Hot Dogs: A Deep Dive into its Origin and Global Recipes

Meatguy Steakhouse by   Leo Bisma chef July 05, 2023

Step into a mouth-watering journey as we delve into the intriguing origin of hot dogs and explore an array of scrumptious recipes. Discover how this humble sausage-in-a-bun transitioned from European streets to become an iconic staple of American cuisine.

Hot Dogs: A Deep Dive into its Origin and Global Recipes

Welcome to another delicious edition of the Meatguy Steakhouse blog, where we explore everything related to the sumptuous world of meat cuisine. Today, we are shedding light on a favorite, classic, and arguably iconic delicacy that has warmed the hearts and satisfied the palates of many: the hot dog. 

It's a delight that's rich in history, as well as flavor, and has found its way to almost every part of the globe. So, let's dive in, shall we?

The Origin of the Hot Dog

Despite being an emblem of American culture, the hot dog traces its roots back to Europe. Its story starts in the bustling alleys of Germany, from the German sausage, or 'wurst.' But the question remains: what is the origin of the hot dog?

The German Connection

In the early 13th century, the city of Frankfurt celebrated the coronation of a new emperor, and, as legend has it, a local butcher created a new form of sausage to mark the occasion. This sausage was thin, long, and mildly spiced, resembling what we know today as the Frankfurt sausage or "frankfurter."

Journey to America

The frankfurter made its way to the United States in the 19th century, brought across the Atlantic by German immigrants. In cities like New York and Chicago, German immigrants set up pushcart businesses selling their 'wurst' in a bun, a convenient and delicious meal for the hardworking population.

The Birth of the American Hot Dog

This leads us to the intriguing question: who invented hot dog food? Though it's hard to pinpoint the exact individual who first placed a frankfurter in a bun and named it a hot dog, many believe it was German-American Charles Feltman. In 1867, Feltman, a baker, began selling frankfurters in a bun from his stand in Coney Island, New York.

This new dish quickly gained popularity. It was convenient, affordable, and tasty – perfect food for the hustle and bustle of American city life. Feltman's hot dog stand quickly grew into a massive restaurant selling thousands of these delicious sausage sandwiches every day.

And so, the humble sausage took on a new identity in the United States, transforming from a simple 'wurst' to an iconic 'hot dog.' The name 'hot dog' has a few theories, one of which suggests that it was a cheeky comment on the unknown meat content in the early versions of the dish, drawing parallels with a dachshund dog, which is short and long just like a frankfurter.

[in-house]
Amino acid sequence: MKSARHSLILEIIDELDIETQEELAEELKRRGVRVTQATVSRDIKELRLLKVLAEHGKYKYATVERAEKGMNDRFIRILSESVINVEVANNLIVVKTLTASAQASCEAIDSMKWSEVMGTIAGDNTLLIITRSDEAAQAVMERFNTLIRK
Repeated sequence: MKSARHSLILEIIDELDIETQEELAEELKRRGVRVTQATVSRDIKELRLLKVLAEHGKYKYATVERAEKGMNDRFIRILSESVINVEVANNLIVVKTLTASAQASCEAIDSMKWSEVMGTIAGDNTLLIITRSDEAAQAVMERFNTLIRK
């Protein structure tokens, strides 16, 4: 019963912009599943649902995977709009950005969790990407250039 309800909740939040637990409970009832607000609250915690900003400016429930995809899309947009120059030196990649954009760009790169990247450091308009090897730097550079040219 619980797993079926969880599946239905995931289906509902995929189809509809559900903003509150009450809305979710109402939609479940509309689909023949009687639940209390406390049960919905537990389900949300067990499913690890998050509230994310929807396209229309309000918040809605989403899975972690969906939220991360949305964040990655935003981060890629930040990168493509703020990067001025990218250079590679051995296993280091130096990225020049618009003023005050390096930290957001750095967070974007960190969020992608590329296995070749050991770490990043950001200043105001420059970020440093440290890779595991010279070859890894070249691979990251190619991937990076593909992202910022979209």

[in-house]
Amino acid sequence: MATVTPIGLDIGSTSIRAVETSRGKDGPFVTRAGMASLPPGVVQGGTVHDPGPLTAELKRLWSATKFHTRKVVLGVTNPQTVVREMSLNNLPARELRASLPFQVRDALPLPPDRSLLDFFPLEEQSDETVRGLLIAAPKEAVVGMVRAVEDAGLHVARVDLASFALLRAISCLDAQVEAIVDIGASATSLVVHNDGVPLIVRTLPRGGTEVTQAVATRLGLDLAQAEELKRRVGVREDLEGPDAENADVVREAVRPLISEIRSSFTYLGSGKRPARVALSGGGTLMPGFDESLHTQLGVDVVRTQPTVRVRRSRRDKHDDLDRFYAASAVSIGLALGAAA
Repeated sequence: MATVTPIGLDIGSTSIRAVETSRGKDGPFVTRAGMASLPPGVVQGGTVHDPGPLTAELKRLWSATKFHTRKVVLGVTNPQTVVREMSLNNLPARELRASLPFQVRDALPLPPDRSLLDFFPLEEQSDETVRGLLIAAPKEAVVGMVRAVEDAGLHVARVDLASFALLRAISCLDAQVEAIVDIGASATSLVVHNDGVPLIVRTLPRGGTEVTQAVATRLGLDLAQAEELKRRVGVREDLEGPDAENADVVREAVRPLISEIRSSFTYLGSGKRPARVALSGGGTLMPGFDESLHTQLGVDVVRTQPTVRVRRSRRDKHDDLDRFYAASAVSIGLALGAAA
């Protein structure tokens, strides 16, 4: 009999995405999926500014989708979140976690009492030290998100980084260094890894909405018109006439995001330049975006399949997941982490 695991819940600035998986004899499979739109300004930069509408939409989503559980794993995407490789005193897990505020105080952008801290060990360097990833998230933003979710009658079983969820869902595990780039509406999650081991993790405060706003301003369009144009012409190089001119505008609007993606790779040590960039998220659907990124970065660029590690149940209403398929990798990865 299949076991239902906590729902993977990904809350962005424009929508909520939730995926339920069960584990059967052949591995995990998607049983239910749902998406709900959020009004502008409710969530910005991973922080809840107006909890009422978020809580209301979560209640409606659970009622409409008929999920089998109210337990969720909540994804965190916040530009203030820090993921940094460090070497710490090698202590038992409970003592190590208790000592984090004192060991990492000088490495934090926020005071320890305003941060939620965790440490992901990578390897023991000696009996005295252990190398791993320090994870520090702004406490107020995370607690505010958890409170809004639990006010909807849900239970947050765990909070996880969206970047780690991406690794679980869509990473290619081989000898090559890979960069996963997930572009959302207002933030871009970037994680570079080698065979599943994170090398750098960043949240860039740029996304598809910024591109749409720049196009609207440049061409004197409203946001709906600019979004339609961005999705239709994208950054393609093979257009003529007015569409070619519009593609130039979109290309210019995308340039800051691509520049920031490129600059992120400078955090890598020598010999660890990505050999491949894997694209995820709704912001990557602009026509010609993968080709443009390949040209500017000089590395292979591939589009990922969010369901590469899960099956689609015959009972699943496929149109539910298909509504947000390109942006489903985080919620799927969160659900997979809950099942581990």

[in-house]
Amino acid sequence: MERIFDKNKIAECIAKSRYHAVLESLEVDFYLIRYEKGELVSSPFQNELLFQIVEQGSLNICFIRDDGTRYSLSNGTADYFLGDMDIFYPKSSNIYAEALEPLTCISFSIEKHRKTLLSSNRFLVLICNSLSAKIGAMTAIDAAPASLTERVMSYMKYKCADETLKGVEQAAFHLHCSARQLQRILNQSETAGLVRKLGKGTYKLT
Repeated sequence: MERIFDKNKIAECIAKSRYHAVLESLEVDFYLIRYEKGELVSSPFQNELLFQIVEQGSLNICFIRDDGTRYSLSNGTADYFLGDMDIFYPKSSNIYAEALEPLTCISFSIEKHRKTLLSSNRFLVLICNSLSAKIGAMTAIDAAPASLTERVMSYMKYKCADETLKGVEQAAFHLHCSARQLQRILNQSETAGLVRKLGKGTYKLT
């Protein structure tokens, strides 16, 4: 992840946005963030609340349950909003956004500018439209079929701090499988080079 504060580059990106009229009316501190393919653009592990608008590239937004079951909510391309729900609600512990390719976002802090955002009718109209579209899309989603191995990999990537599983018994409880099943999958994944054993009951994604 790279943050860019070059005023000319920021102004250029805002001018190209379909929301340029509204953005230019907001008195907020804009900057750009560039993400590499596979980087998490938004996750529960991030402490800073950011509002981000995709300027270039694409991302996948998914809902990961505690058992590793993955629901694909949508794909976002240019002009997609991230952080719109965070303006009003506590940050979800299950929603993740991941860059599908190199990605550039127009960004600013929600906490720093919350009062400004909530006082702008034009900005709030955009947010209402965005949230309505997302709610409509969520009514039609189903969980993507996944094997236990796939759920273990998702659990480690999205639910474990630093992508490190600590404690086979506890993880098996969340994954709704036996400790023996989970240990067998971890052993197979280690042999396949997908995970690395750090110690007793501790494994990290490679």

Read more: T-Bone Steak: How to Cook and Serve this Iconic Cut of Beef

The Composition of the Original Hot Dog

With a better understanding of the hot dog's historical journey, let's now delve into its culinary makeup. What was the original hot dog made of? Though seemingly simple, a hot dog's composition is a fine blend of elements that bring together a symphony of flavors in every bite.

The Sausage

At the core of every hot dog is the sausage or frankfurter. In its inception, the frankfurter was primarily made from beef or veal. 

German butchers employed a blend of finely chopped lean meat, combined with fat, salt, pepper, and occasionally, garlic. The mixture was then encased in animal intestines, which would give the sausage its characteristic shape.

Traditionally, the sausages were boiled at a temperature of 75-80 degrees Celsius until they reached a safe internal temperature of 68 degrees Celsius. Then, they were cooled and often smoked to give an extra layer of flavor.

The Bun

An equally essential element of the hot dog is the bun. The original hot dog bun, as introduced by Charles Feltman, was a fresh, soft roll, long enough to hold the sausage and robust enough to not disintegrate under the weight and moisture of the frankfurter and its accompaniments.

The Toppings

While the original hot dog was a fairly simple combination of a frankfurter in a bun, toppings played a crucial role in enhancing the overall flavor. Common toppings included:

Mustard: A dollop of sharp, tangy mustard contrasted beautifully with the rich, smoky sausage.

Onions: Finely chopped onions added a crunch and a bit of heat to each bite.

Sauerkraut: This tangy, fermented cabbage is a traditional German accompaniment and a nod to the hot dog's roots.

Pickles: Pickles brought a tart, sweet contrast to the savory sausage.

Please note, the hot dog's charm lies in its versatility. It's a culinary canvas that embraces regional and personal preferences. Whether it's a classic recipe or an innovative twist, it welcomes them all, further enhancing its popularity and reach.

In our next section, we will look at why the hot dog, with its European origin, came to be so deeply embedded in American culture. Stay tuned as we continue this tasty exploration of a timeless classic!

Read more: Sausage 101: Understanding Types and Their Preparation

The American Love for Hot Dogs

From the sizzling barbecue grills on the Fourth of July to the stands at baseball games, the hot dog has undoubtedly become a staple in American culture. So, why are hot dogs considered such an iconic American food, and why are they called hot dogs?

The American Embrace